We Must Mobilize to Avert a Lonely Earth

Recently, thousands of migratory birds suddenly dropped dead across New Mexico. Sparrows, warblers and swallows that normally wheel across New Mexico’s iconic landscapes as they fly south for the winter instead fell lifeless across the land, weakened by extreme conditions. While scientists are still working to conclusively explain this tragedy, their initial findings clearly indicate that we are witnessing a canary in the coal mine moment—as we face down dual climate and nature crises gripping our planet.

As New Mexicans, we watched reports of this wave of bird deaths with alarm. But as a U.S. senator and a scholar of biodiversity, we saw this disaster as just one link in a chain of threats to our planet’s life support system. The World Wildlife Fund recently found that human activities have wiped out two thirds of the monitored populations of vertebrate species worldwide in the past 50 years—the blink of an evolutionary eye. Rachel Carson warned us of a silent spring; today, we face the prospect of a lonely Earth. Ecosystems worldwide are on the verge of collapse, and with them, the resources humanity needs to survive.

We are already experiencing the deep costs of inaction. In recent months, wildfires consumed forests across the American west. Meanwhile, a zoonotic disease, transmitted from animals to humans, has upended life across the globe. Scientists tell us COVID-19 is just the tip of the pandemic iceberg if we continue to destroy habitats and illegally traffic wildlife.

In September, the United Nations released its report on the status of global biodiversity measures. Sadly, the world has so far failed to meet a single conservation goal—of the 20 set 10 years ago—to save the natural world from collapse.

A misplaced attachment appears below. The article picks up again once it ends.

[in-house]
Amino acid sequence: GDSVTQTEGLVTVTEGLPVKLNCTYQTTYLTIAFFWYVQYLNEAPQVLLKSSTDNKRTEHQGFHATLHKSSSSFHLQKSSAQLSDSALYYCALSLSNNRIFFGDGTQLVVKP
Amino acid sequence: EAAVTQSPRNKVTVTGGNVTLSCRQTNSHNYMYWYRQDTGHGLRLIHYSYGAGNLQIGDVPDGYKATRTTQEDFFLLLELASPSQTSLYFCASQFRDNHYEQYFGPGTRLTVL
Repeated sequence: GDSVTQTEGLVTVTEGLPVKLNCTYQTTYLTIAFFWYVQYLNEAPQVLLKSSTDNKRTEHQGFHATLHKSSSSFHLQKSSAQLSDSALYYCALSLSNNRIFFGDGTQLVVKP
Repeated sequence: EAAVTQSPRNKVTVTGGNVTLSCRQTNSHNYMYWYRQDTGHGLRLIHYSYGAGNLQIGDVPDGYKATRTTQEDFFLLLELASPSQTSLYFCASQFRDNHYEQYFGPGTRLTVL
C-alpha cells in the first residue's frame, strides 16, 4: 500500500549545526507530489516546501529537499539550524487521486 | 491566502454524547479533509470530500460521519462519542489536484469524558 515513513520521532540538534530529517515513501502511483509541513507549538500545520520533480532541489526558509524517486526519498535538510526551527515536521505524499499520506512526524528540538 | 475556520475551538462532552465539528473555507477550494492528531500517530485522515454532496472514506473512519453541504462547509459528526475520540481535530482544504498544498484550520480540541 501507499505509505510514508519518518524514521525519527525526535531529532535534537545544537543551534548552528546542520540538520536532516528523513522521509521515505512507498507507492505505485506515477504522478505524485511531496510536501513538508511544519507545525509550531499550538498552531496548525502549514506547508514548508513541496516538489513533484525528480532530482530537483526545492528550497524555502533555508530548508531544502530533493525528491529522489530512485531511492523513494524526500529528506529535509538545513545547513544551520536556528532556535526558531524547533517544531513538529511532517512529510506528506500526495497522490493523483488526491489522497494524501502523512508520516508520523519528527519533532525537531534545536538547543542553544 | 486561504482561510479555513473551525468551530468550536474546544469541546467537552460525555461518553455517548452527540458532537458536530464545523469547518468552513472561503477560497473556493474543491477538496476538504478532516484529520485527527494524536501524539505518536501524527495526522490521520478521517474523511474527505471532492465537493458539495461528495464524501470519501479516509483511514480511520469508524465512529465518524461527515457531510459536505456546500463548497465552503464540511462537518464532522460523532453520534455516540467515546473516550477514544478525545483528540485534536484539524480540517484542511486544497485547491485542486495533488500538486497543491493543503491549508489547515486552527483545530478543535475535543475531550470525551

This is a grim reality—but is also a call to action to protect nature and the diversity of life with which we share this Earth. The scientific community has created a road map, an achievable goal to preserve and restore 30 percent of the nation’s lands and waters by 2030. We believe that the United States should join a broad international coalition to protect nature by 2030—and, in turn, save ourselves.

Here is where we tell you why we are optimistic about the future.

Nature is resilient. If we give the natural world space, resources and protection, nature has demonstrated an amazing ability to repair itself so ecosystems not only survive, but thrive. Native Americans, and Indigenous peoples all over the world, have lived for millennia in a sustainable relationship with nature. Their knowledge and voices can help us reshape our destructive practices and restore our kinship with the natural world.

Countries across the world have already come together to solve shared environmental problems under strong leadership like the Paris Agreement on climate—and we are confident this momentum can continue. The United Nations is now working towards a new agreement under the Convention on Biological Diversity that adopts the 30 by 30 goal and includes strong commitments to conserve land and water to get there. Just this month,

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